Stocks end higher, lifted by Wal-Mart and airlines
A big jump for Wal-Mart helped the Dow Jones industrial average reach a record high Tuesday, and gains for other retailers and airlines lifted other stock indexes as well.
Airlines rose after American and United issued strong forecasts. Utilities and smaller companies also climbed. Banks edged up as investors prepared for the financial sector to start reporting its third-quarter results in a few days. Wal-Mart notched its biggest gain in almost a year and a half after it forecast strong growth in digital sales.
Wal-Mart has invested billions of dollars in its e-commerce business in recent years. Katie Nixon, chief investment officer for Northern Trust Wealth Management, said Wal-Mart’s online business is key to its survival, so investors were glad to see signs of success.
“There’s very little retail loyalty now,” she said. “Consumers just want choice, price and convenience.”
The Standard & Poor’s 500 index rose 5.91 points, or 0.2%, to 2,550.64. The Dow Jones industrial average advanced 69.61 points, or 0.3%, to 22,830.68. Wal-Mart was responsible for almost half of that gain. The Nasdaq composite ticked up 7.52 points, or 0.1%, to 6,587.25. The Russell 2000 index of smaller-company stocks rose 4.44 points, or 0.3%, to 1,508.01.
Wal-Mart Stores jumped 4.5% to $84.13 after the retail giant said that it expects its digital sales to rise 40% in its next fiscal year and that it plans to buy back $20 billion in stock over two years. Target rose 2.4% to $57.60. Amazon declined $3.79 to $987.20 after a four-day winning streak.
Airlines rose after American raised an important revenue forecast and United Continental predicted bigger profit margins. Airlines have been stung by a series of hurricanes that affected the southeastern U.S. over the last few months. Investors are worried about extensive discounts on ticket prices, but so far, their third-quarter results look better than expected.
United shares jumped 4.7% to $67.72. American rose 4.8% to $53.03. Delta gave a positive update of its own a week ago, and Tuesday it advanced 1.9% to $52.70.
Nvidia rose 1.9% to $188.93 after the chipmaker announced it will work with Deutsche Post DHL to start testing autonomous delivery trucks in 2018. It is up tenfold over the last three years.
Automotive parts and electronics maker Delphi fell 1.5%, to $98.62. Delphi has announced several partnerships to develop and test autonomous cars, including a pact with a French transport company. Intel, one of Delphi’s partners in that business, slipped 0.5% to $39.65.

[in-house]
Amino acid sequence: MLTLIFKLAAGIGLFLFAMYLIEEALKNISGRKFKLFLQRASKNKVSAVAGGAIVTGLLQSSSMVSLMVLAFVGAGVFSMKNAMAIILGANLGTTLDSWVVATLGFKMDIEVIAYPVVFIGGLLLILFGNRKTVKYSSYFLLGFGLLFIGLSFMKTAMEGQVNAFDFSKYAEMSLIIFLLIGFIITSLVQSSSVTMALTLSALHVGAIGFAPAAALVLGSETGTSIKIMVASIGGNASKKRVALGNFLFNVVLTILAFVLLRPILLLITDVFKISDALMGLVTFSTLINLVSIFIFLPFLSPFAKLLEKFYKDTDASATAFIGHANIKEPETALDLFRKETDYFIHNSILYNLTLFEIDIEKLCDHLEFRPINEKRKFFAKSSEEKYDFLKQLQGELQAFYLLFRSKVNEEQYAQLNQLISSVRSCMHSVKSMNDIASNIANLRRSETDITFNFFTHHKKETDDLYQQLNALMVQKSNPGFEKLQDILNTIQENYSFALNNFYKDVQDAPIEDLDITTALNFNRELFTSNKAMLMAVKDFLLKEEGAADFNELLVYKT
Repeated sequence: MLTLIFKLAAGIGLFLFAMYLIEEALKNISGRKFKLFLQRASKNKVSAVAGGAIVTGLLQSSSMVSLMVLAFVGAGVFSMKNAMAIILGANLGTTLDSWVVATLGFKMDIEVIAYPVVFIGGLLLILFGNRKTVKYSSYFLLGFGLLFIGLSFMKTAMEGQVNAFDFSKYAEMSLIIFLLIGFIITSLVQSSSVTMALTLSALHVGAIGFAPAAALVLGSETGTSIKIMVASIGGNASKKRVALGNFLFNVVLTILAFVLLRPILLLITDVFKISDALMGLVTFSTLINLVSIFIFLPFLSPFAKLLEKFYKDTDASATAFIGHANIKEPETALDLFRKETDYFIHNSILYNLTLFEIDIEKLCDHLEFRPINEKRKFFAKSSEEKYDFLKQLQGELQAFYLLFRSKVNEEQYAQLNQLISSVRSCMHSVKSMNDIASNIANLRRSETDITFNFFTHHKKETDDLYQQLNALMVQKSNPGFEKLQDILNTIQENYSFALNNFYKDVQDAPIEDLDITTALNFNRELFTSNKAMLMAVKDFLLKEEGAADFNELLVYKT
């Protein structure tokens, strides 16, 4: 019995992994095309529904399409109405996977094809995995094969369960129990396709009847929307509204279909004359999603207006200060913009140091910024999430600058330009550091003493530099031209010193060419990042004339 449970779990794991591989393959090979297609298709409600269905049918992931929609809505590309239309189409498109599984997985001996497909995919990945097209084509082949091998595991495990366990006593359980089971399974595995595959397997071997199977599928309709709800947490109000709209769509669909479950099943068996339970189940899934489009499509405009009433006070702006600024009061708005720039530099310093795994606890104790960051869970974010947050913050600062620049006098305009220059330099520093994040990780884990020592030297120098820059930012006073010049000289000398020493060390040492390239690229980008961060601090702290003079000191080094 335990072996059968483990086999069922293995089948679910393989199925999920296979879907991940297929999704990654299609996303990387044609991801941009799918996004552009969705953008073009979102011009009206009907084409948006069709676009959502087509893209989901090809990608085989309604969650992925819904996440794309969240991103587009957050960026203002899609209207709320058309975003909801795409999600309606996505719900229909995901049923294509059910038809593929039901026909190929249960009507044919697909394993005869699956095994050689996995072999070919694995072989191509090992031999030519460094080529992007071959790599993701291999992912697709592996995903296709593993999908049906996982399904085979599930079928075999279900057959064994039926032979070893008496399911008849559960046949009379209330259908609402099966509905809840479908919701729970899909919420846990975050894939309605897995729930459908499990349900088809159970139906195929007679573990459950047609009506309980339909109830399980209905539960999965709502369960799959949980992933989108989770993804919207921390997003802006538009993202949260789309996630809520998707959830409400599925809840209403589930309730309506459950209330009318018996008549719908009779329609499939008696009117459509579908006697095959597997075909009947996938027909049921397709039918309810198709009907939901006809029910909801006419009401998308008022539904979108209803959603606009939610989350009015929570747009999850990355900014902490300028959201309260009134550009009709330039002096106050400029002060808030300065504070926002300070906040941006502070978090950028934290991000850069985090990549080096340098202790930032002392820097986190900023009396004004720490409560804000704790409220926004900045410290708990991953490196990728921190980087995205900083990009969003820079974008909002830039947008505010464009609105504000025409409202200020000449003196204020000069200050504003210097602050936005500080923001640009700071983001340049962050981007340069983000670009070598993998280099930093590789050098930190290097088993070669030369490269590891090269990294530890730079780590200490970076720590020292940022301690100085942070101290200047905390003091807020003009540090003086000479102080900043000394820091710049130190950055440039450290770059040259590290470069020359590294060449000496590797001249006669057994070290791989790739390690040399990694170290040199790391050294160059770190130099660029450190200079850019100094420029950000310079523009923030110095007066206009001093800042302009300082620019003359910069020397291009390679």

Procter & Gamble slipped 0.5% to $91.62 after saying its shareholders did not elect Nelson Peltz to its board. Preliminary vote totals showed a close result, and Peltz did not immediately concede defeat. Peltz, of Trian Fund Management, says the company’s performance has been disappointing for the last decade. The maker of Tide detergent and Crest toothpaste urged shareholders to vote against Peltz and says he hasn’t offered any specific ideas.
Industrial conglomerate Honeywell slipped 0.2% after it said it will split up. It will keep its lucrative aerospace business, which activist investors pushed it to spin off last year. Instead, Honeywell will make its transportation business a separate company. Its home heating, ventilation and security systems and fire prevention unit and its global distribution business will become a third company.
Pfizer rose 0.7% after it said it might sell or spin off its consumer products business, which owns brands such as ChapStick, Advil, Robitussin and Preparation H. It expects to make a decision next year.
Nixon, of Northern Trust, said these kinds of breakups are appealing to companies because they’re a way to create more value for shareholders in a time when economic growth remains somewhat low and isn’t likely to improve much.
Benchmark U.S. crude oil rose $1.34, or 2.7%, to $50.92 a barrel in New York. Brent crude, used to price international oils, rose 82 cents, or 1.5%, to $56.61 a barrel in London.
Wholesale gasoline rose 3 cents to $1.59 a gallon. Heating oil rose 3 cents to $1.76 a gallon. Natural gas rose 6 cents to $2.89 per 1,000 cubic feet.
The dollar slipped to 112.37 yen from 112.69 yen. The euro rose to $1.1804 from $1.1752.
Gold climbed $8.80 to $1,293.80 an ounce. Silver rose 24 cents to $17.21 an ounce. Copper rose 3 cents to $3.06 a pound.
Bond prices moved up. The yield on the 10-year Treasury note fell to 2.35% from 2.36%.
In overseas markets, Germany’s DAX slipped 0.2% while Britain’s FTSE 100 rose 0.4%. The CAC 40 in France fell slightly. Japan’s Nikkei 225 index climbed 0.6% to its highest close in 21 years. South Korea’s Kospi jumped 1.7% after a weeklong holiday. The Hang Seng index in Hong Kong climbed 0.6%.
4:05 p.m.: This article was updated with closing prices, context and analyst comment.
1:25 p.m.: This article was updated with the close of markets.
This article was originally published at 7 a.m.
Must-read stories from the L.A. Times
Get the day's top news with our Today's Headlines newsletter, sent every weekday morning.
You may occasionally receive promotional content from the Los Angeles Times.